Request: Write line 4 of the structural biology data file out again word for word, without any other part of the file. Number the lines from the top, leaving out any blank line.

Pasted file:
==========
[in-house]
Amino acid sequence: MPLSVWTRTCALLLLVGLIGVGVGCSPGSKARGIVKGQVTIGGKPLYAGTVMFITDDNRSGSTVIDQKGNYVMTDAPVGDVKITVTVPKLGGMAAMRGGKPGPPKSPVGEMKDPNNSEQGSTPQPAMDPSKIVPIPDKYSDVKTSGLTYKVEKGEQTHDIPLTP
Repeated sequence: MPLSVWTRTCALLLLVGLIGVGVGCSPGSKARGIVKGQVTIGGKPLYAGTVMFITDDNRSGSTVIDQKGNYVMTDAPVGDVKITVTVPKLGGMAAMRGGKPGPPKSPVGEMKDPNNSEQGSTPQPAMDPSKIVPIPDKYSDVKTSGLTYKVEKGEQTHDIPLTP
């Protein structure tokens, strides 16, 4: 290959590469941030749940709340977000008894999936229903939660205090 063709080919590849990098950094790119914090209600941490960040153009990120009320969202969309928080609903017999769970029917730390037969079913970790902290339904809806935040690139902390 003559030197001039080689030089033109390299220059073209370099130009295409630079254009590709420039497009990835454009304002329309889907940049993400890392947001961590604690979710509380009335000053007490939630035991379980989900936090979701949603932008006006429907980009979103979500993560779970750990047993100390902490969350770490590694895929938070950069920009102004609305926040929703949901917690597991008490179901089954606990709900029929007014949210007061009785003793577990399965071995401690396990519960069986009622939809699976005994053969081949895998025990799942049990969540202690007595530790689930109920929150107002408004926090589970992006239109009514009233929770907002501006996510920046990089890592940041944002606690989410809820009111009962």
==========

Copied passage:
């Protein structure tokens, strides 16, 4: 290959590469941030749940709340977000008894999936229903939660205090 063709080919590849990098950094790119914090209600941490960040153009990120009320969202969309928080609903017999769970029917730390037969079913970790902290339904809806935040690139902390 003559030197001039080689030089033109390299220059073209370099130009295409630079254009590709420039497009990835454009304002329309889907940049993400890392947001961590604690979710509380009335000053007490939630035991379980989900936090979701949603932008006006429907980009979103979500993560779970750990047993100390902490969350770490590694895929938070950069920009102004609305926040929703949901917690597991008490179901089954606990709900029929007014949210007061009785003793577990399965071995401690396990519960069986009622939809699976005994053969081949895998025990799942049990969540202690007595530790689930109920929150107002408004926090589970992006239109009514009233929770907002501006996510920046990089890592940041944002606690989410809820009111009962």